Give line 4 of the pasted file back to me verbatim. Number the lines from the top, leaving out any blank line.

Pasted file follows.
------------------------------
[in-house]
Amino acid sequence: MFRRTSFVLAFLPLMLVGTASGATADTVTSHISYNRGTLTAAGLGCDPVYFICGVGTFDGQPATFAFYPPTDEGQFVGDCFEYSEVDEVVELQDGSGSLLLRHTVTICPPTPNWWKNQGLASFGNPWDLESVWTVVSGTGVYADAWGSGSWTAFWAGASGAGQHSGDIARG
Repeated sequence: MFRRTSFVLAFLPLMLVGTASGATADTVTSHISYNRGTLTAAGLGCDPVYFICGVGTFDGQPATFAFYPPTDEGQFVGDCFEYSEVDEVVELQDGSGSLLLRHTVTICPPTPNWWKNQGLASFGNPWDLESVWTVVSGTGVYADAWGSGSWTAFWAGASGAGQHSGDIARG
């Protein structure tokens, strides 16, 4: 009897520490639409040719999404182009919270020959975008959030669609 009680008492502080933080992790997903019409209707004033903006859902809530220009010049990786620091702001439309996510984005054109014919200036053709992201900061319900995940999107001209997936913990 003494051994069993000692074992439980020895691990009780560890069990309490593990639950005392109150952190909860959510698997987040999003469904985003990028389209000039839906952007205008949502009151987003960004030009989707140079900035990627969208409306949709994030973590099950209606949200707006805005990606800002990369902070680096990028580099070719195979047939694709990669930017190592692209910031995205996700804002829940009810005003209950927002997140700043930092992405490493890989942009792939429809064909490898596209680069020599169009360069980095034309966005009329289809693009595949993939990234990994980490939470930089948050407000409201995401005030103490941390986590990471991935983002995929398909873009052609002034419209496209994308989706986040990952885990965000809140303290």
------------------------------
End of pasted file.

């Protein structure tokens, strides 16, 4: 009897520490639409040719999404182009919270020959975008959030669609 009680008492502080933080992790997903019409209707004033903006859902809530220009010049990786620091702001439309996510984005054109014919200036053709992201900061319900995940999107001209997936913990 003494051994069993000692074992439980020895691990009780560890069990309490593990639950005392109150952190909860959510698997987040999003469904985003990028389209000039839906952007205008949502009151987003960004030009989707140079900035990627969208409306949709994030973590099950209606949200707006805005990606800002990369902070680096990028580099070719195979047939694709990669930017190592692209910031995205996700804002829940009810005003209950927002997140700043930092992405490493890989942009792939429809064909490898596209680069020599169009360069980095034309966005009329289809693009595949993939990234990994980490939470930089948050407000409201995401005030103490941390986590990471991935983002995929398909873009052609002034419209496209994308989706986040990952885990965000809140303290």